The only pillar of the state to remain relatively untouched would be the monarchy - too electorally sensitive an area even for a party of professed constitutional radicals.
The Queen would, however, lose her role in appointing prime ministers, which would pass to Parliament. And prime ministers would lose the power to call elections. Parliaments would be elected for a fixed term and only dissolved early if MPs decided it was unavoidable.
The main components of the party's programme are familiar - electoral reform, a freedom of information Act, Bill of Rights, home rule for Scotland and Wales, regional government for England and replacement of the Lords with an elected senate.
But Mr Maclennan tried to inject new momentum into the proposals, warning that delay was the enemy of reform. "The moment of possible change may pass," he said.
"If the Conservatives are replaced and reform is botched or abandoned, the opportunity may not recur. Blame for failure will be transferred from the faults of our system of government to whatever weak-minded ministers allowed the opportunity to slip by."
Mr Maclennan is trying to move on from general objectives on which there is wide agreement to the detail of reform and its implementation.
The reform Bill would act as a framework. Some of the measures it contained, such as a Scottish parliament, a Welsh one and a Bill of rights, would take effect immediately. But regional assemblies would only come into being if the local population gave their consent in a referendum.
"That Bill would recognise that tinkering will not do," Mr Maclennan said. "It would avoid the trap of trying to reform part of our system without recognising the impact of that on the rest of the system."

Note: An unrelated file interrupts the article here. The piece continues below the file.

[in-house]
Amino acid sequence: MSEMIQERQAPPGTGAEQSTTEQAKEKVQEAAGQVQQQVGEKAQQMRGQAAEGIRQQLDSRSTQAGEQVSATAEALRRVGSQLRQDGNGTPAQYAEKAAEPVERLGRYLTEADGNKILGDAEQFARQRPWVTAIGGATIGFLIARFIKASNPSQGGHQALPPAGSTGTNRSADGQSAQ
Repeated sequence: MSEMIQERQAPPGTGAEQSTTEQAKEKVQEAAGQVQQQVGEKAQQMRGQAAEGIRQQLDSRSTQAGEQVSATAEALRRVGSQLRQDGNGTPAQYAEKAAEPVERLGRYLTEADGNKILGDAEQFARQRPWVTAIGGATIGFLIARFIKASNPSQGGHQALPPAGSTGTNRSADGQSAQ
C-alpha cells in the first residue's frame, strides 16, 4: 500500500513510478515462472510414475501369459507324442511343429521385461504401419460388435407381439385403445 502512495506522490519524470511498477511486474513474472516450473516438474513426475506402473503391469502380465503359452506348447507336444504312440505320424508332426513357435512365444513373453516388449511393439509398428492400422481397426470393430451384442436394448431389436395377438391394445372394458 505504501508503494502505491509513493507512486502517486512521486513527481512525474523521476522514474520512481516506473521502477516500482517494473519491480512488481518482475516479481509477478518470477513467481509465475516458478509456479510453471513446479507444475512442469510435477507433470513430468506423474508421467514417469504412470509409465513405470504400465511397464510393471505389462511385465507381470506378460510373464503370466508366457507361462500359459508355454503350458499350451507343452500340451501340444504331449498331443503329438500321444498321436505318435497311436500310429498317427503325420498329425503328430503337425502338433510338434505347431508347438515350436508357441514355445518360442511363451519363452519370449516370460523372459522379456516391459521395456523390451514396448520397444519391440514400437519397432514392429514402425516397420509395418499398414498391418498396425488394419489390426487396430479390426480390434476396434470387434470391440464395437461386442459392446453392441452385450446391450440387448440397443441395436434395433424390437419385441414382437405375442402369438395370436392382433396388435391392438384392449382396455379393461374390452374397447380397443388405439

He claimed the Bill would provide a solution to the "West Lothian question" which bedevilled the Scottish devolution attempt in the 1970s - why should Scottish MPs at Westminster be able to vote on schooling or health matters in England when the same issues north of the border were the sole preserve of the Edinburgh parliament.
Under the Lib Dem model, Westminster MPs from nations and regions that chose home rule would not be able to vote on matters transferred to their nation or region.
"With home rule offered all round, it becomes possible to slim down and make more sharp and effective the Westminster parliament," Mr Maclennan said.
The party's proposals for the Commons itself include reform of Prime Minister's Question Time to make it less confrontational, timetabling of legislation to stop time-wasting and a system for taking expert evidence on draft legislation.
But Colin Eldridge, from Newbury, urged more radical change. To end "deceitful ya-boo politics" he wanted an oval chamber, push-button voting and the Palace of Westminster "turned into a museum".Reuse content